First I must say kudos to you for making a plan to save money! Everyone has shared so many great suggestions. As I read many of them I kept thinking, “that’s what Dave would say!” At the risk of sounding like a commercial, Dave Ramsey’s book Financial Peace really does help with the whole budget / saving / getting out of debt / avoiding new debt/ thing! So, I would highly recommend reading his book, listening to his show, or taking a Financial Peace class. While I must confess that we don’t always follow his advice, by TRYING what he says my husband and I are managing as a single income (think government employee, not private sector!) family in a DC suburb. Couldn’t do that if we were living like everyone else!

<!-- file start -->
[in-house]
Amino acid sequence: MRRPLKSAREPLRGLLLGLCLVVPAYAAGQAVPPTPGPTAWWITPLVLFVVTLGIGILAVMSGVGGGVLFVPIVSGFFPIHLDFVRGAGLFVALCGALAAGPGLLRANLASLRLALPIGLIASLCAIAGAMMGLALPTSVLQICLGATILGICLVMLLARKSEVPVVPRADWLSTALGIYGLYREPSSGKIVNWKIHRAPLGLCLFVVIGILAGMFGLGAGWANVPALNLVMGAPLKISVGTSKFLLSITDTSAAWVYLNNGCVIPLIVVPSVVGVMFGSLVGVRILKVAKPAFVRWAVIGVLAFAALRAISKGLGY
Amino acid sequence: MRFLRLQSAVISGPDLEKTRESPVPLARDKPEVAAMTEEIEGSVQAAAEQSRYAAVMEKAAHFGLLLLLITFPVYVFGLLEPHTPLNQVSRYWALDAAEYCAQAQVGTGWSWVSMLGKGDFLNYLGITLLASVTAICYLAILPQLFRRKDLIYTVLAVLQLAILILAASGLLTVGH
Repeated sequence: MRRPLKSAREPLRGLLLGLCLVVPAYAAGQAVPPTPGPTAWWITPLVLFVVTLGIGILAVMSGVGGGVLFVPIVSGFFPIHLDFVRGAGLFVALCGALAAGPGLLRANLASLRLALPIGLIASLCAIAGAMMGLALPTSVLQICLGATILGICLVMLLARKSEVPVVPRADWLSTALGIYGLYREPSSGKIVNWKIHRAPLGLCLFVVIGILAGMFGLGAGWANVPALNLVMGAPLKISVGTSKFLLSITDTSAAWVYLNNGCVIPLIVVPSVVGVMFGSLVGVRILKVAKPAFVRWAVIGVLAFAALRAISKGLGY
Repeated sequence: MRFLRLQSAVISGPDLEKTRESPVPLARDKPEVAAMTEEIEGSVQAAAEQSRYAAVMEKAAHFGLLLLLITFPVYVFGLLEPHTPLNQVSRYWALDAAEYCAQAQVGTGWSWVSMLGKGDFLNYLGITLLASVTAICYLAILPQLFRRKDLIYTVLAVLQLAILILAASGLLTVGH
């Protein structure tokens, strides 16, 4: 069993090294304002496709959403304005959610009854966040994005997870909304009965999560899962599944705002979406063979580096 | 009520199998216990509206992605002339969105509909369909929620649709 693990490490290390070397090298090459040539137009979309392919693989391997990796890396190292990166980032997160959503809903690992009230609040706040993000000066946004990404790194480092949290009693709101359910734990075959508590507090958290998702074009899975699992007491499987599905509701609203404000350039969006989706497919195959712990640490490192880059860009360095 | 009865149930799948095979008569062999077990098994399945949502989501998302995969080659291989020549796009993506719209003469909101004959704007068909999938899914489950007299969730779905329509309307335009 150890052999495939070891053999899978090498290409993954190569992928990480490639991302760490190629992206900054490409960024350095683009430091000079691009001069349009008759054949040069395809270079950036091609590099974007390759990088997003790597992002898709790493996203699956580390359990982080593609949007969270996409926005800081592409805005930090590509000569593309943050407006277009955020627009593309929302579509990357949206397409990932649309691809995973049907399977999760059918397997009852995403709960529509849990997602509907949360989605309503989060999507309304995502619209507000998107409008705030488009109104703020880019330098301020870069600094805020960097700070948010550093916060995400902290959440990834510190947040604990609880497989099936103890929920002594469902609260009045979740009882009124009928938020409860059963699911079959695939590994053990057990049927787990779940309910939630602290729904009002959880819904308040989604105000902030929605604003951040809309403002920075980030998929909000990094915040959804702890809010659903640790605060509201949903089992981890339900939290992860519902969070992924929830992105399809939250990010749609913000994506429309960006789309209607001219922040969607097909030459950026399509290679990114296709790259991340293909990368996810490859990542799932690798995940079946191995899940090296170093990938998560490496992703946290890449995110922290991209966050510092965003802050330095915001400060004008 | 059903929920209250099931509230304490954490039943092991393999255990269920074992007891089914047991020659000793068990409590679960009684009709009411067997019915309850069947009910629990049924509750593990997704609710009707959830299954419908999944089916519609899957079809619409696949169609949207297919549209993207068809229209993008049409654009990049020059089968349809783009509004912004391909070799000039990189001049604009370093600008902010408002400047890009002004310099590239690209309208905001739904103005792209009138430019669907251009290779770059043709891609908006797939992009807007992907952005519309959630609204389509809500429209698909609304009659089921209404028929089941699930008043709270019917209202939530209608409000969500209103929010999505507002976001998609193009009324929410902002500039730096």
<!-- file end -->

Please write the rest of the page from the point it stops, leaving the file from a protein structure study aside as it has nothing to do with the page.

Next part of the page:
17. The Scritchy One and I are presently saving up for a downpayment on our first home.

    As we don’t have kids yet, our finances are fairly simple. We set monthly goals for savings, and shift money to the savings account as soon as it arrives. We know precisely what our expenses are, and we leave just enough to cover our expenses until the next check hits. Worse comes to worst, we can shift money out of savings to cover unexpected expenses that crop up, but knowing we have precisely x amount in the checking account – and only spending money from our checking account – helps us keep our expenses in line.

    Also, we’re trying to be smart about our loaning. To help cover a downpayment, we’ve taken out a student loan. While loaning money in order to loan money may seem counter-intuitive, we calculated the interest over a few years – when we would be able to pay it off – and discovered that the interest was equal, almost exactly, to one month’s rent, leaving us with the option of either throwing money away entirely or throwing money away in order to get a house.